The Maverick Concerts series is celebrating its 100th anniversary in numerous ways this summer. One interesting event was the concert on Sunday repeating the exact program of a concert in the first season. I have my doubts that the performances then were in a class with what we heard at this event, featuring the Shanghai Quartet and pianist Ran Dank.
Since Dank was making his Maverick debut, I’d like to spend a moment on him. He is an Israeli, currently studying at the Graduate Center of the City University of New York with Ursula Oppens and Richard Goode. He was recently appointed Director of Piano Studies at the University of Charleston, in a city which currently needs all the help from the arts it can get. It will benefit from Dank’s presence, at least as a pianist, my only opportunity to judge his work. For years I have been bitching about the tonal qualities of the playing of young pianists, many of whom seemed happy to tolerate flinty tone in the pursuit of ever-greater speed and dexterity. Perhaps the tide has turned, with pianists like Jeremy Denk, Benjamin Hochman, and Yuja Wang, who play brilliantly but with beautiful and varied sound. Dank is another one of these, and hearing the lush sound he produced from the piano was a great pleasure. Although he played only as a collaborator in this concert, and had the piano lid open, he was always an assertive presence without ever swamping his colleagues. I hope to hear more from this musician.
The program demonstrated the good taste of Maverick’s founding musicians. It opened with Haydn’s Quartet in D Major, Op. 77, No. 1, as great a piece as Haydn ever wrote. The Shanghai Quartet played with excellent balance. I noticed the singing quality and wide dynamics of the first movement, which became even more soulful in the gorgeous Adagio. The usual excellent Maverick program notes by Miriam Villchur Berg noted that although the third movement is labeled Menuetto, it also says Presto and sounds more like one beat to the measure than three. At the Shanghais’ tempo it sounded almost like a tarantella but the Trio was radically slower, with sharp contrasts and strong accents throughout. The finale is also labeled Presto and was very fast but not crazy fast, with the players finding time to emphasize the humor in the music.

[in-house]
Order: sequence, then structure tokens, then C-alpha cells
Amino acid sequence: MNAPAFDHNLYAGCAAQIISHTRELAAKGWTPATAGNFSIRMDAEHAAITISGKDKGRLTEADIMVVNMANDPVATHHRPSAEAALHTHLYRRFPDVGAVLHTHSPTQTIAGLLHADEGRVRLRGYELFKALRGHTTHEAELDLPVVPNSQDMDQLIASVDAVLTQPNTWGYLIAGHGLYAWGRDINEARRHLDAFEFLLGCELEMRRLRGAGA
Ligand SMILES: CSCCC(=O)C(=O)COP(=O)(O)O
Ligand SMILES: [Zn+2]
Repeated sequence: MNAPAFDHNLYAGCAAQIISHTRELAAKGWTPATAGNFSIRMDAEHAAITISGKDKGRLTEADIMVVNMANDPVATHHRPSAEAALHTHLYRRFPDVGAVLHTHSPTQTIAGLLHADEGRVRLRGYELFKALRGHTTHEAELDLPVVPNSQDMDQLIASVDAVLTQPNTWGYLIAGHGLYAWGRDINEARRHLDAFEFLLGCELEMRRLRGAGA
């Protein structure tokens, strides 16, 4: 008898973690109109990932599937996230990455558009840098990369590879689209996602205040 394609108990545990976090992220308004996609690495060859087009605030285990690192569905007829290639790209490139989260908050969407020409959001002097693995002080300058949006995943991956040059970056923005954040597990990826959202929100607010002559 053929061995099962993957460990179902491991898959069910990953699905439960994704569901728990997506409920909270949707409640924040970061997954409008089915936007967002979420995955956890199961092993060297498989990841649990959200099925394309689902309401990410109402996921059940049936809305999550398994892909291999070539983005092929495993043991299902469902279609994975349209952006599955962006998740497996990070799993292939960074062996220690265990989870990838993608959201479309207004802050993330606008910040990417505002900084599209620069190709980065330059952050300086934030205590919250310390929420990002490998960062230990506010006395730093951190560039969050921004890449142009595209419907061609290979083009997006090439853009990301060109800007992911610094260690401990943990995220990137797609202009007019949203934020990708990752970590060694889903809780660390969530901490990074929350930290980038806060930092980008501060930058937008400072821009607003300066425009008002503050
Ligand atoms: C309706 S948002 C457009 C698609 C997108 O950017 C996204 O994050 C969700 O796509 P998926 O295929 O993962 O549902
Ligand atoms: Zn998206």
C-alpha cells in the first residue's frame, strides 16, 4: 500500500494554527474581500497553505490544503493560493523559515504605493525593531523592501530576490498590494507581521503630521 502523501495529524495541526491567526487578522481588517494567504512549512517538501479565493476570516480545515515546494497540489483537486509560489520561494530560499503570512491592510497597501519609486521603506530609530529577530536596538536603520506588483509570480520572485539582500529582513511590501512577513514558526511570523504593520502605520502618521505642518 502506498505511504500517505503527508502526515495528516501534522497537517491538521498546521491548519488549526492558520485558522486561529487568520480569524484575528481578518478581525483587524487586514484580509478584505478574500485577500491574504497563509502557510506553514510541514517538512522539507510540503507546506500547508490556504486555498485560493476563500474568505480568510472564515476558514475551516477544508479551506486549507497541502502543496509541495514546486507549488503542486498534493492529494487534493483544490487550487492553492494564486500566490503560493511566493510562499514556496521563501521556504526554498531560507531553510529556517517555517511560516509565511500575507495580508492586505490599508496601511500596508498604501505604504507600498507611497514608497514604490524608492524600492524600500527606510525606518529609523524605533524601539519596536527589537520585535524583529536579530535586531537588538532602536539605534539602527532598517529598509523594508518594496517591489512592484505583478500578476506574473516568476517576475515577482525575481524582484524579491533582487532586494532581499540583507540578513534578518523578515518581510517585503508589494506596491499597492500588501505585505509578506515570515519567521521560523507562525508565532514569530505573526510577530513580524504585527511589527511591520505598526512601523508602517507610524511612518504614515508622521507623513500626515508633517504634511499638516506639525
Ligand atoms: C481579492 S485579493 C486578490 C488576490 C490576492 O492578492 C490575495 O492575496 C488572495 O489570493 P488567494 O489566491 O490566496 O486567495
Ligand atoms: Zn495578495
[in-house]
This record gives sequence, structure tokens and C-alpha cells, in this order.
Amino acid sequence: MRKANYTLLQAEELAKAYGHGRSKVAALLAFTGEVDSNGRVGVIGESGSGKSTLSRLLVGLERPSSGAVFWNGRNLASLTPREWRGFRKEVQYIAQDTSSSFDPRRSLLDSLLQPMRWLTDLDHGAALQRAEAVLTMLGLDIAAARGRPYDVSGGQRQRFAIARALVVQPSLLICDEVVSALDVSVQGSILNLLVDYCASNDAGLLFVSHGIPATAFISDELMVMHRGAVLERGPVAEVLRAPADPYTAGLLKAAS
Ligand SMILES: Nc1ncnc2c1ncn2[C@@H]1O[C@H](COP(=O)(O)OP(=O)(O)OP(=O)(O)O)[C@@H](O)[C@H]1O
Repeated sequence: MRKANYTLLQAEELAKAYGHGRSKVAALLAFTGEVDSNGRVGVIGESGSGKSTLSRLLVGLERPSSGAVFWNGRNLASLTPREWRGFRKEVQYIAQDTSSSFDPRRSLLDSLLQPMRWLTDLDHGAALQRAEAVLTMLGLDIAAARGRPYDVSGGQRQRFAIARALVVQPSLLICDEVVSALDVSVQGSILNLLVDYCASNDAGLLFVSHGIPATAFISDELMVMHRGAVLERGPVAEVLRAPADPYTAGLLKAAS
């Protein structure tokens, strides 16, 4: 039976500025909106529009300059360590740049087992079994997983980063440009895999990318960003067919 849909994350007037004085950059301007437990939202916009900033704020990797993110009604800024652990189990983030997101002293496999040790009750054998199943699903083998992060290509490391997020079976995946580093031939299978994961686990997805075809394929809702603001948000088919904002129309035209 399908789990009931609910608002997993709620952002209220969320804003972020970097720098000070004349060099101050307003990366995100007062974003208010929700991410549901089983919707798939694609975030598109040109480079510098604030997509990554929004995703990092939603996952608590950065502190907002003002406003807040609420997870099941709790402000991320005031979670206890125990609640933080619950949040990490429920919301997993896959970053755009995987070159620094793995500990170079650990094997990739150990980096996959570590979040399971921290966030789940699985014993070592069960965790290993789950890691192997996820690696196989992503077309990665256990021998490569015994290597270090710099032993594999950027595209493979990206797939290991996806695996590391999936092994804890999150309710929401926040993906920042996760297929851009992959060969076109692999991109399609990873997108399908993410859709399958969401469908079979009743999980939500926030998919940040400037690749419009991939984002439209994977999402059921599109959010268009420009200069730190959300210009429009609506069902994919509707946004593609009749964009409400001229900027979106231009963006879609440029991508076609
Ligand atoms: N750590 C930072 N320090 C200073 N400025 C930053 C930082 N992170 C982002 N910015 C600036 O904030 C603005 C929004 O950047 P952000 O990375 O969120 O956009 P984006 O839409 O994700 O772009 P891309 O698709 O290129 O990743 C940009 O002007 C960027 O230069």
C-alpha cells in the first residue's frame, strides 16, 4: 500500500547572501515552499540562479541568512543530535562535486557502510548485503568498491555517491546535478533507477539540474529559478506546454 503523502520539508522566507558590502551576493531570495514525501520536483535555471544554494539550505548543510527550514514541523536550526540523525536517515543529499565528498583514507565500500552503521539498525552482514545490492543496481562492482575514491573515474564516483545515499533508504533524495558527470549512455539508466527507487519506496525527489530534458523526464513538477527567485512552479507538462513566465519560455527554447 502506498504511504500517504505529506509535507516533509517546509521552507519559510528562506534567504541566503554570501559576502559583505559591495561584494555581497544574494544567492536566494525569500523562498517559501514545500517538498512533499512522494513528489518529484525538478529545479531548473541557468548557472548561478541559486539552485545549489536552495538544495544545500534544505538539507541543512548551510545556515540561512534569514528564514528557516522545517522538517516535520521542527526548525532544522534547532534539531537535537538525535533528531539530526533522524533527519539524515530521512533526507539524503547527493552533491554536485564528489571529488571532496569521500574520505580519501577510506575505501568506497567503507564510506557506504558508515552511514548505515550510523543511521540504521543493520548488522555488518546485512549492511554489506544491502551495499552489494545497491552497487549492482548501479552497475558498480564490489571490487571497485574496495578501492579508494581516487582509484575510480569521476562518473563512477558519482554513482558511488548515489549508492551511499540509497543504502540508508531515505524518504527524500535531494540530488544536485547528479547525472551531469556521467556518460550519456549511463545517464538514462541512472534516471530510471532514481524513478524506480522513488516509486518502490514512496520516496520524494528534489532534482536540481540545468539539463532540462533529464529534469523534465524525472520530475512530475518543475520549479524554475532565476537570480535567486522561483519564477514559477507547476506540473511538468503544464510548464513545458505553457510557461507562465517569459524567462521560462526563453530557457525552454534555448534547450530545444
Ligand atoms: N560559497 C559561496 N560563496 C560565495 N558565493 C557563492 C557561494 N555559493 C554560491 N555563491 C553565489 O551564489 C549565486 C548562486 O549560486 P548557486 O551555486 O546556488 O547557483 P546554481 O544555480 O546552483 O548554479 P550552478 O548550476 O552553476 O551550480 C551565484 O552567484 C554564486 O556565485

Bruch’s Kol Nidrei gave cellist Nicholas Tzavaras a chance to demonstrate his solo qualities, which were outstanding, and introduced us to Dank’s playing. After intermission, the entire ensemble gave us as fine a performance as I’ve heard of a great personal favorite, Schumann’s Piano Quintet in E-flat Major, Op. 44. Some musicians I’ve heard recently, notably pianist Vladimir Feltsman, are bringing back 19th century rhythmic style to Schumann’s music without pulling it to pieces, and that’s what we heard in this surprisingly flexible music-making. Along with the freedom of rhythm, the first movement had some pretty extreme contrasts which I enjoyed. The second movement was extremely expressive and moving, with, for once, plenty of viola audible. The Scherzo was indeed Molto vivace, and here I heard the only minor flaw of the afternoon, some passages which weren’t well articulated by first violin and piano, probably due to the tempo. But this is the sort of thing a critic notes only to prove he was awake; the problem didn’t bother me.
Overall, a glorious concert, worthy of Maverick at its best. And next weekend we have three concerts: Simone Dinnerstein playing Bach’s Goldberg Variations on July 3rd, Adam Tendler playing piano music of Cage and Cowell on the 4th, and flutist Paula Robison and guitarist Fred Hand on the 5th.